Growth in 2022 in Cyprus is expected to be limited by the effects of the war in Ukraine and, with a partial recovery in exports and private consumption, is projected at around 2%, according to the International Monetary Fund, whose Executive Board announced the completion of the consultation. with Cyprus on May 25, 2022, on the basis of Article 4 of its statutes.
In a statement on Wednesday, the IMF notes that Cyprus experienced a strong recovery last year due to successful pandemic management, while production returned to pre-pandemic levels and unemployment fell.
The current account deficit remained high but fell to 7% of GDP as exports recovered. Inflation has risen, mainly due to rising energy prices. The budget deficit fell to around 2% of GDP.
The IMF reports that the government debt ratio remained high but fell to 104%. Banking liquidity remained high and capital ratios were generally stable. It is noted that banks have made progress in non-performing loans.
Growth this year, he says, will be limited by the effects of the war in Ukraine and, with a partial recovery in exports and private consumption, is projected at around 2%. It is also stated that it will be supported by investment expenditures under the Cyprus Recovery and Sustainability Plan, which, in combination with structural reforms, improves the medium-term growth prospects.
Inflation is expected to rise further before declining in the medium term, while a slow recovery will hamper fiscal consolidation this year, but the budget deficit is expected to narrow after the gradual cessation of support related to the Covid pandemic and the public debt index. remains in a steadily declining trend.
The IMF notes that the outlook remains extremely uncertain with the risks of an escalation and prolonged duration of war and sanctions, inflation and uncontrolled and more serious outbreaks of coronavirus.
In addition, the section on the evaluation of the Executive Board states that the executive directors praised the authorities for their political response to the pandemic, which supported the recovery of production and employment. They noted that the pace of recovery is expected to slow in the short term – mainly due to the war in Ukraine – but should recover momentum in the medium term. However, the prospects are threatened by a protracted war in Ukraine and uncontrolled outbreaks of coronavirus.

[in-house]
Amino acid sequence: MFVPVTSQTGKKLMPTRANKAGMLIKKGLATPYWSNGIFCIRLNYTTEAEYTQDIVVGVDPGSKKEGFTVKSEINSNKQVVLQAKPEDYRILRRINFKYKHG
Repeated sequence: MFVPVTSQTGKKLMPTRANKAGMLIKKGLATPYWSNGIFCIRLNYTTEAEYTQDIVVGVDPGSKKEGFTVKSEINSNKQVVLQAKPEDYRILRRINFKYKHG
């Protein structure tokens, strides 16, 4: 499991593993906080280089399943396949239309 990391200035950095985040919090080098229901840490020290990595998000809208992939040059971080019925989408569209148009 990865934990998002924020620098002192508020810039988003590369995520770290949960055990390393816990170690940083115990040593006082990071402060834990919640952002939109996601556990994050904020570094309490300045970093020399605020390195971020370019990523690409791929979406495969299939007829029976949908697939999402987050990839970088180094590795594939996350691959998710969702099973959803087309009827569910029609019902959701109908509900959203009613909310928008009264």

They agreed that fiscal policy should continue to provide support, supported a gradual fiscal adjustment, and stressed that additional discretion measures, if needed, should be temporary and well-targeted. They stressed the importance of fiscal discipline in the medium term to keep public debt steadily declining. They also encouraged further efforts to control public sector wage growth and address risks from the General Health System.
They noted that the financial system remained resilient and agreed that the authorities should improve monitoring, given the deteriorating outlook.
They stressed the importance of an effective framework for dealing with defaulters and providing incentives for borrowers to participate in restructuring.
They also said that structural reforms were the key to increasing medium-term growth potential. They welcomed the progress made in implementing the Recovery and Sustainability Plan, such as the enactment of anti-corruption legislation and reforms in public services and local government. They also noted that reforms in the judiciary are also a priority.
They agreed that achieving national climate targets could help Cyprus move to a more resilient and sustainable model. development. They called for continued efforts to address the challenges of implementing the green agenda, including the planned green tax reform. They conclude that measures such as fees to improve emissions reductions could also be considered.